I think that the pastor should make it a point to periodically visit every member of the congregation, whether or not they are sick or shut-in.  I believe it is incumbent upon church members, especially ones gifted for service and mercy, to visit the sick and minister to the bereaved. The pastor and deacons are, however, formally charged with providing this kind of care by virtue of their office.  It is incumbent on every church member to share the gospel. “Prospects” should be the concern of every member of the church. The pastor is primarily tasked with spiritual care while the Deacons are tasked with physical care. I think those who fill these offices are reasonably expected to visit with and minister to each type of person listed.

*Please note that the preceding is my personal opinion. It is not necessarily the opinion of any entity by which I am employed, any church at which I am a member, any church which I attend, or the educational institution at which I am enrolled. Any copyrighted material displayed or referenced is done under the doctrine of fair use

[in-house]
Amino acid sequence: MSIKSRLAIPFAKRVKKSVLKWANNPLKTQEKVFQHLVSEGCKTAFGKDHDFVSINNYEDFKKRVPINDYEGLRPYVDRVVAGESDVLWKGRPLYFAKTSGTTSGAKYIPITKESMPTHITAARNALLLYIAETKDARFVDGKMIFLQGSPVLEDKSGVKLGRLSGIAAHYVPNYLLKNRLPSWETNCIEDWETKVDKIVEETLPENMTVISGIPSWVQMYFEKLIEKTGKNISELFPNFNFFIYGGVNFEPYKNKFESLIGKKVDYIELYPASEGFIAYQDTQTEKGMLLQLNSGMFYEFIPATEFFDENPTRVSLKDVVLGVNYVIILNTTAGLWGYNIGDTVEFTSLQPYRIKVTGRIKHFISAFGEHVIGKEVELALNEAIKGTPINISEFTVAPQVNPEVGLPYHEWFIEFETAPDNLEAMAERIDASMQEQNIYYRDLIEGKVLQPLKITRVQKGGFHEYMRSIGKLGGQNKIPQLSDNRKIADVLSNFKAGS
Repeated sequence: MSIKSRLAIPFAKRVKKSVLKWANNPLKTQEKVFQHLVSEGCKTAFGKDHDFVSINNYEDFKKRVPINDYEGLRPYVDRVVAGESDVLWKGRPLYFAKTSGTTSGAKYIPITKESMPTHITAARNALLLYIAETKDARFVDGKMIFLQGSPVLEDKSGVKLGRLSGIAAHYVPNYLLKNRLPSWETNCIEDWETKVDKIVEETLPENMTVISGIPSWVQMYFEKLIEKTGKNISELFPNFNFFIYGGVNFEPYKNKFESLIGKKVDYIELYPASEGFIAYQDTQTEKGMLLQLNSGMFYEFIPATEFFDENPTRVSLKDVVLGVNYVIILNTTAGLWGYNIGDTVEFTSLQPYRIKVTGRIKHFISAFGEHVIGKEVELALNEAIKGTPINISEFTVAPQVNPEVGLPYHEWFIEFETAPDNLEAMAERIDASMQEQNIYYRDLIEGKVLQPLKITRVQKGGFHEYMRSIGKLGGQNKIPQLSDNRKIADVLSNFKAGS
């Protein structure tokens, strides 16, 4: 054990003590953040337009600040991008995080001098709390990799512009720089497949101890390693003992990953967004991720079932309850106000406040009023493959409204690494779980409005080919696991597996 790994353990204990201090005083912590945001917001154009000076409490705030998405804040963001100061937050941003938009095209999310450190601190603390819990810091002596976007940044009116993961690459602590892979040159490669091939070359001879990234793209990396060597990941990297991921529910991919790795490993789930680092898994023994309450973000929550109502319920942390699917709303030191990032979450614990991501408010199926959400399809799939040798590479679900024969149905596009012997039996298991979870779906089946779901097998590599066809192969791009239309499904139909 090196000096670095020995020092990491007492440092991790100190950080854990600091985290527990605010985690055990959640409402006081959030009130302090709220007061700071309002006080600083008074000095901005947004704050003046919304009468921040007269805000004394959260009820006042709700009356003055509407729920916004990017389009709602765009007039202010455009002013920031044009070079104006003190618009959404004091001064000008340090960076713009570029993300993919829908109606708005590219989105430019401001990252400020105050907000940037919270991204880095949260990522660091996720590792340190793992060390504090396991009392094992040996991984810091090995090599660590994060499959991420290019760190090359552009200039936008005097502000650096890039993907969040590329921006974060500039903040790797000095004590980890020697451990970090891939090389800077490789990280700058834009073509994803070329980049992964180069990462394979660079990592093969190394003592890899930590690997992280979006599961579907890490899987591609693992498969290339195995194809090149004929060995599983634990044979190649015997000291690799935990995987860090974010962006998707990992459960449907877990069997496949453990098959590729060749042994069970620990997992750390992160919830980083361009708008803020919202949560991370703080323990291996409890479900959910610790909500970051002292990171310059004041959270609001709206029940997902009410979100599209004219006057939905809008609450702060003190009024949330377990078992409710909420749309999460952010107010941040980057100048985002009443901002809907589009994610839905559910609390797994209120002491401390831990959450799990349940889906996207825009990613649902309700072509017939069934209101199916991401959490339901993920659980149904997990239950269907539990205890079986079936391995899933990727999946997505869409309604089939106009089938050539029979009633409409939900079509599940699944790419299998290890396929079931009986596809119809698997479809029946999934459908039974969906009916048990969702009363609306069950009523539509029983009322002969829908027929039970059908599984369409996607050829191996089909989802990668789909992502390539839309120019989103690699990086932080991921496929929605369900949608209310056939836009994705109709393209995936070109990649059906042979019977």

The Sad Sacrament of Softball

Therefore, brethren, since we have confidence to enter the holy place by the blood of Jesus, by a new and living way which He inaugurated for us through the veil, that is, His flesh, and since we have a great priest over the house of God, let us draw near with a sincere heart in full assurance of faith, having our hearts sprinkled clean from an evil conscience and our bodies washed with pure water. Let us hold fast the confession of our hope without wavering, for He who promised is faithful; and let us consider how to stimulate one another to love and good deeds, not forsaking our own assembling together, as is the habit of some, but encouraging one another; and all the more as you see the day drawing near.” Hebrews 10:19-25